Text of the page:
As we explained in our article What does Agile mean?, one of the most important factors that can help you decide whether agility is needed in an organisation is the chances of a large amount of change occurring during product development.
Can the customer really change their mind at any time?
Yes. As long as they accept the consequences and costs of making changes, in extreme cases even having to scrap the entire finished product and start from scratch. However, it is in their own best interest to manage change appropriately: minimise negative or avoidable changes, prepare for external changes where possible, and stimulate positive changes.
A very important tip to avoid negative changes is from the fourth Agile principle: “Business people and developers must work together daily throughout the project.” („Az üzleti szakértők és a szoftverfejlesztők dolgozzanak együtt minden nap, a projekt teljes időtartamában.”)
Another slight inaccuracy in the Hungarian translation: “developers” are translated to “szoftverfejlesztők”, meaning software developers specifically. In all our articles, we regularly point out that although agility was born in IT, it can be used in many other industries. Therefore, outside of IT, it makes sense to use the term product developer instead of software developer. The term software developer is not even appropriate in an IT context, as it is not only about collaboration between business experts and programmers, but also about collaboration between the whole business side and the whole product development side (QA, testing, support, tech writers, operators, etc.).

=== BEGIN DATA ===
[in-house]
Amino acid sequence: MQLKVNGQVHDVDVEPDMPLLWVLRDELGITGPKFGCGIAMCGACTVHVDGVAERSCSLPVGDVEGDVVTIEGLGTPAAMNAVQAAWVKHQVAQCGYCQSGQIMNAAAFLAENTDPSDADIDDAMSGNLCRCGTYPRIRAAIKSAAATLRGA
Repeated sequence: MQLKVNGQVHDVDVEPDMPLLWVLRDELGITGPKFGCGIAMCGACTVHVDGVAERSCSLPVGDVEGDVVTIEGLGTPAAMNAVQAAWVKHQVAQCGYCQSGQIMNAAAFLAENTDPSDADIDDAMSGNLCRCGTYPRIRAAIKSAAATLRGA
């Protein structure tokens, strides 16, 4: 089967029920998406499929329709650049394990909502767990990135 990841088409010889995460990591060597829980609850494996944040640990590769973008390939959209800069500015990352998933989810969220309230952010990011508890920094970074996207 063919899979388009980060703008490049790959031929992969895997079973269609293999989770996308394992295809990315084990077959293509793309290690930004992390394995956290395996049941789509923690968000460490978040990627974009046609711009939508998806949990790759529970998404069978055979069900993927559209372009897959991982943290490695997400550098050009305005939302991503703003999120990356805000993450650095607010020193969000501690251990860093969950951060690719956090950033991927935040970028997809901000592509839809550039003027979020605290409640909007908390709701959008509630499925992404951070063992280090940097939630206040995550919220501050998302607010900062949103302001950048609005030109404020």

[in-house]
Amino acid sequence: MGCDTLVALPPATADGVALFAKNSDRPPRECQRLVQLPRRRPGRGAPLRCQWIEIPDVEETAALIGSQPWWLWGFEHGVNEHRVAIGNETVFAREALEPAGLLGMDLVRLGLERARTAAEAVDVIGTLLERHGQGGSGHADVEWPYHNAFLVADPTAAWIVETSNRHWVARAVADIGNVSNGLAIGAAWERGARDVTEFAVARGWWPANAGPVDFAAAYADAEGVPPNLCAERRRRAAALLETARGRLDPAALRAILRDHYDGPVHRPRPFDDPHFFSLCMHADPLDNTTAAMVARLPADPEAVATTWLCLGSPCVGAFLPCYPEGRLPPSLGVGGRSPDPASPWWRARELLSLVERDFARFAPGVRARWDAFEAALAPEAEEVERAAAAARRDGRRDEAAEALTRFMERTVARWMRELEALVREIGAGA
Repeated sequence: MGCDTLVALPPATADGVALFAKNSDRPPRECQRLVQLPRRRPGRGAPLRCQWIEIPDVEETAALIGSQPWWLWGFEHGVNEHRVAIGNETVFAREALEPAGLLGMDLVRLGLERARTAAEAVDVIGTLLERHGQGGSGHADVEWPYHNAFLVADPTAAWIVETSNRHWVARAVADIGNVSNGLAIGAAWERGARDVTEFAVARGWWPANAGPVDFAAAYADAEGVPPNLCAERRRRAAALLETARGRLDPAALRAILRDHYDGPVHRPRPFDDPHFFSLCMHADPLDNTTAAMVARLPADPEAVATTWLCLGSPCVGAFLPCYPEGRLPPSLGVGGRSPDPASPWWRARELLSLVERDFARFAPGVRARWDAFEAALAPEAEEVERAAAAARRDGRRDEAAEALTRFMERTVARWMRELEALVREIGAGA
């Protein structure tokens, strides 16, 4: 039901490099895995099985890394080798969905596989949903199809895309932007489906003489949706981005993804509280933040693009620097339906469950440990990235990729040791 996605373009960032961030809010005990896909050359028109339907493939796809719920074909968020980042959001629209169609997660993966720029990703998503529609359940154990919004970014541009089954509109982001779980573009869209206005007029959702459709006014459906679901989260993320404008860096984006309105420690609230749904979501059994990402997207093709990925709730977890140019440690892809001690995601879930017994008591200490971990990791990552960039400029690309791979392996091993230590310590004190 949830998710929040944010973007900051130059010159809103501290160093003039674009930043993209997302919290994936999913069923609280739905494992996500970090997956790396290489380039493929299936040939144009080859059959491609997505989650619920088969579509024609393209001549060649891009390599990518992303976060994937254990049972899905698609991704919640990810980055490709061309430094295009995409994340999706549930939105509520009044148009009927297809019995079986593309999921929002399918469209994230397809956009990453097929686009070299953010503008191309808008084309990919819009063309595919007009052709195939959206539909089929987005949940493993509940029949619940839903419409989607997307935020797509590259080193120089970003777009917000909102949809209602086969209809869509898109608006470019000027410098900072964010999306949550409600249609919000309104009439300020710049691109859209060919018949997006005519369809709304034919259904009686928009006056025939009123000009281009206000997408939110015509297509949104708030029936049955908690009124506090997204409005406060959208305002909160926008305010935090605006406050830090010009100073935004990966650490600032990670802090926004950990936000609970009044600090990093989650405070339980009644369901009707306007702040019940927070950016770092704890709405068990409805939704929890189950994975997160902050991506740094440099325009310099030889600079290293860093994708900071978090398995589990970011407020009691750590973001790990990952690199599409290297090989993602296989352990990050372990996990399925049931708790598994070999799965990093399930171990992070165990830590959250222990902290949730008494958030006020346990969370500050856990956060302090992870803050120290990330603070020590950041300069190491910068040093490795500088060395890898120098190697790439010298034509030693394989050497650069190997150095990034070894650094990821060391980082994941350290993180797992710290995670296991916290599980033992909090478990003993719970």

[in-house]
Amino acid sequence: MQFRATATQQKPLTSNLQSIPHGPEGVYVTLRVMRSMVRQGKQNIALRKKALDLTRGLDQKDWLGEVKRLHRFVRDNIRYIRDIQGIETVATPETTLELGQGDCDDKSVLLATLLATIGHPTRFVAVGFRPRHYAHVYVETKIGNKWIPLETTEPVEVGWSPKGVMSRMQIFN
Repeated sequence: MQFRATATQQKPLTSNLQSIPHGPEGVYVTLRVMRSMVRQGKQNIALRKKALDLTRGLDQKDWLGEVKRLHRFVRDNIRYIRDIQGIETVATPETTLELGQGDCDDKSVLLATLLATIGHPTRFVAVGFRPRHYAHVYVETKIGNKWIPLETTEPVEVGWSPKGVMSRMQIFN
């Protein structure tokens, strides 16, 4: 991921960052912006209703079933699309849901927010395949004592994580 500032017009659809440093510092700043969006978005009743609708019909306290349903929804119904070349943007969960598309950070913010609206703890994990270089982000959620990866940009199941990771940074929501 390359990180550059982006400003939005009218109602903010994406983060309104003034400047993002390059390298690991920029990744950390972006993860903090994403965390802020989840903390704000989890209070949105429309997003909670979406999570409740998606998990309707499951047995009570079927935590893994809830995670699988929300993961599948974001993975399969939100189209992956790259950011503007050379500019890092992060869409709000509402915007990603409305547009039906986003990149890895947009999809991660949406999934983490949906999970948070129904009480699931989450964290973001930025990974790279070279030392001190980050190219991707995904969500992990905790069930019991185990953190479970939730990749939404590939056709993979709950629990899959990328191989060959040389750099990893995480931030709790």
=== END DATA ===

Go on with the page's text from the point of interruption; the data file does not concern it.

Experience in software development shows that a significant proportion of avoidable changes result from communication errors, often due to ambiguity in written communication. This is prevented by daily collaboration between all parties involved. Although in the short term this increased communication increases the cost of product development, in the long term, precisely because of the reduction in avoidable errors, this investment pays off.
Learn more about communicating between the business side and product development in our Advanced Product Owner training.
How can product development prepare for changes?
“Simplicity – the art of maximizing the amount of work not done – is essential.” says the tenth principle.
This principle encourages us never to create a more complex product than is sufficient to meet the customers’ needs known at the time. It is a natural engineering attitude to extend and generalise a problem, to produce an elegant solution that will answer problems that may arise in the next fifty years, yet experience has shown that such over-engineered solutions are usually unnecessary.
The simpler (technically) the product, the easier it is to make changes to it. Of course, you can prepare for future needs that are already well known, by leaving the relevant doors open. Since the implementation of this principle is very industry-dependent, we can only illustrate the concept of Agile design with a common example: at the beginning of Agile product development, instead of planning the whole solution in advance, as in a game of puzzle, we first find the cornerstones, the frames, and then the details are worked out during development, in continuous consultation with the business side.